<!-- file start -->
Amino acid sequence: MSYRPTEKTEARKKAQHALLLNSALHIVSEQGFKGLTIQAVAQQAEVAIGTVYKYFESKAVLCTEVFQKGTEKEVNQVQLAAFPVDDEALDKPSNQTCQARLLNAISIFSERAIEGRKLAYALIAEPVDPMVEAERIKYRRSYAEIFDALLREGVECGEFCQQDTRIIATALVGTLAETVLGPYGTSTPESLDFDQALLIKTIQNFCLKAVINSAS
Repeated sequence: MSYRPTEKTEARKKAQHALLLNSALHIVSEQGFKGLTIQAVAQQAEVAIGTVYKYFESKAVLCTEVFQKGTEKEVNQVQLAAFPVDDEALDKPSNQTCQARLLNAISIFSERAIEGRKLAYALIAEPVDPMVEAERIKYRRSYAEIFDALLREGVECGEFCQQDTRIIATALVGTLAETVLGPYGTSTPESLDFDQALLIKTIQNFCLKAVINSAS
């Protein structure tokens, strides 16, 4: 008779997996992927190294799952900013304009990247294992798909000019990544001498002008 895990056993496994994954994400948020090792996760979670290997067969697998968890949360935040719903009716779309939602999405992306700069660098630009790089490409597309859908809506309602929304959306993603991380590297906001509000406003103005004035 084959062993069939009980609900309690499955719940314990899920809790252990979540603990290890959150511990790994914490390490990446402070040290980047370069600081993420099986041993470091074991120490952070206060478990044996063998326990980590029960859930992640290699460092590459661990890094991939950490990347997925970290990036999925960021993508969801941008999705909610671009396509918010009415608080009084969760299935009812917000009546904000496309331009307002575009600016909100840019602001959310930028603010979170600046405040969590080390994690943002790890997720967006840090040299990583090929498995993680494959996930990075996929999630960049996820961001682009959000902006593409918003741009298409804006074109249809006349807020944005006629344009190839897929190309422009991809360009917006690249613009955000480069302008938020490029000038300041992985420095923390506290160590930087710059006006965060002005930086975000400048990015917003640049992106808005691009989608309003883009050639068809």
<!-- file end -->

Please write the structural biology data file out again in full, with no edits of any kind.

Amino acid sequence: MSYRPTEKTEARKKAQHALLLNSALHIVSEQGFKGLTIQAVAQQAEVAIGTVYKYFESKAVLCTEVFQKGTEKEVNQVQLAAFPVDDEALDKPSNQTCQARLLNAISIFSERAIEGRKLAYALIAEPVDPMVEAERIKYRRSYAEIFDALLREGVECGEFCQQDTRIIATALVGTLAETVLGPYGTSTPESLDFDQALLIKTIQNFCLKAVINSAS
Repeated sequence: MSYRPTEKTEARKKAQHALLLNSALHIVSEQGFKGLTIQAVAQQAEVAIGTVYKYFESKAVLCTEVFQKGTEKEVNQVQLAAFPVDDEALDKPSNQTCQARLLNAISIFSERAIEGRKLAYALIAEPVDPMVEAERIKYRRSYAEIFDALLREGVECGEFCQQDTRIIATALVGTLAETVLGPYGTSTPESLDFDQALLIKTIQNFCLKAVINSAS
């Protein structure tokens, strides 16, 4: 008779997996992927190294799952900013304009990247294992798909000019990544001498002008 895990056993496994994954994400948020090792996760979670290997067969697998968890949360935040719903009716779309939602999405992306700069660098630009790089490409597309859908809506309602929304959306993603991380590297906001509000406003103005004035 084959062993069939009980609900309690499955719940314990899920809790252990979540603990290890959150511990790994914490390490990446402070040290980047370069600081993420099986041993470091074991120490952070206060478990044996063998326990980590029960859930992640290699460092590459661990890094991939950490990347997925970290990036999925960021993508969801941008999705909610671009396509918010009415608080009084969760299935009812917000009546904000496309331009307002575009600016909100840019602001959310930028603010979170600046405040969590080390994690943002790890997720967006840090040299990583090929498995993680494959996930990075996929999630960049996820961001682009959000902006593409918003741009298409804006074109249809006349807020944005006629344009190839897929190309422009991809360009917006690249613009955000480069302008938020490029000038300041992985420095923390506290160590930087710059006006965060002005930086975000400048990015917003640049992106808005691009989608309003883009050639068809």